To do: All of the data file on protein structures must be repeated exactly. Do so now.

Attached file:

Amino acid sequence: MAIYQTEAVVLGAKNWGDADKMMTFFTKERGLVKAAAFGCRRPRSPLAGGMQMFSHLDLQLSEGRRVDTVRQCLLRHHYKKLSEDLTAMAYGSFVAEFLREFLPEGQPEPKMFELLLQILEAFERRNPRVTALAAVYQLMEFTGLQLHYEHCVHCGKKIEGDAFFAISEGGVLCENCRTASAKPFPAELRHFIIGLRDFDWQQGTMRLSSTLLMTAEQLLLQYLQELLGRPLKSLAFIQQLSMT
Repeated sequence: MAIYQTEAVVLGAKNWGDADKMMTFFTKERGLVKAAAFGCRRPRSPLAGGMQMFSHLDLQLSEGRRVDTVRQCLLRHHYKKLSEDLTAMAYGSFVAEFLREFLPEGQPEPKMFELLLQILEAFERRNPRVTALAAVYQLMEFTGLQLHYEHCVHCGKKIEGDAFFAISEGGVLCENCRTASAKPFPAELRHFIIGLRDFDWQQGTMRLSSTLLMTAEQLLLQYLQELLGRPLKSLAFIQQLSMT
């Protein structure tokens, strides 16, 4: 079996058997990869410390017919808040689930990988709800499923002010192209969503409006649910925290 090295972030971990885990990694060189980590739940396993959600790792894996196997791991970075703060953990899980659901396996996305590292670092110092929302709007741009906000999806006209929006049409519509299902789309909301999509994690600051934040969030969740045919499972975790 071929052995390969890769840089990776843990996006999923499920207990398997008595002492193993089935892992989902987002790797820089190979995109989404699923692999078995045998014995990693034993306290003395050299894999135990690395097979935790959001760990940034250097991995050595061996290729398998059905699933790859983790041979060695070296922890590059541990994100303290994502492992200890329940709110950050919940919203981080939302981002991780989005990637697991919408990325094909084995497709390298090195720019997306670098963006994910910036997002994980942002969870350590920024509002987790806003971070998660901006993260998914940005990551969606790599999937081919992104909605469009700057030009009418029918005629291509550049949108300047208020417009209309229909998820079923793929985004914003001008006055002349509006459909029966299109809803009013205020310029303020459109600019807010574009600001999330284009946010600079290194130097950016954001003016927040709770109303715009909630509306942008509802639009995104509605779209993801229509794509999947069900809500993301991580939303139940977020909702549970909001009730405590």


Amino acid sequence: MAIYQTEAVVLGAKNWGDADKMMTFFTKERGLVKAAAFGCRRPRSPLAGGMQMFSHLDLQLSEGRRVDTVRQCLLRHHYKKLSEDLTAMAYGSFVAEFLREFLPEGQPEPKMFELLLQILEAFERRNPRVTALAAVYQLMEFTGLQLHYEHCVHCGKKIEGDAFFAISEGGVLCENCRTASAKPFPAELRHFIIGLRDFDWQQGTMRLSSTLLMTAEQLLLQYLQELLGRPLKSLAFIQQLSMT
Repeated sequence: MAIYQTEAVVLGAKNWGDADKMMTFFTKERGLVKAAAFGCRRPRSPLAGGMQMFSHLDLQLSEGRRVDTVRQCLLRHHYKKLSEDLTAMAYGSFVAEFLREFLPEGQPEPKMFELLLQILEAFERRNPRVTALAAVYQLMEFTGLQLHYEHCVHCGKKIEGDAFFAISEGGVLCENCRTASAKPFPAELRHFIIGLRDFDWQQGTMRLSSTLLMTAEQLLLQYLQELLGRPLKSLAFIQQLSMT
């Protein structure tokens, strides 16, 4: 079996058997990869410390017919808040689930990988709800499923002010192209969503409006649910925290 090295972030971990885990990694060189980590739940396993959600790792894996196997791991970075703060953990899980659901396996996305590292670092110092929302709007741009906000999806006209929006049409519509299902789309909301999509994690600051934040969030969740045919499972975790 071929052995390969890769840089990776843990996006999923499920207990398997008595002492193993089935892992989902987002790797820089190979995109989404699923692999078995045998014995990693034993306290003395050299894999135990690395097979935790959001760990940034250097991995050595061996290729398998059905699933790859983790041979060695070296922890590059541990994100303290994502492992200890329940709110950050919940919203981080939302981002991780989005990637697991919408990325094909084995497709390298090195720019997306670098963006994910910036997002994980942002969870350590920024509002987790806003971070998660901006993260998914940005990551969606790599999937081919992104909605469009700057030009009418029918005629291509550049949108300047208020417009209309229909998820079923793929985004914003001008006055002349509006459909029966299109809803009013205020310029303020459109600019807010574009600001999330284009946010600079290194130097950016954001003016927040709770109303715009909630509306942008509802639009995104509605779209993801229509794509999947069900809500993301991580939303139940977020909702549970909001009730405590």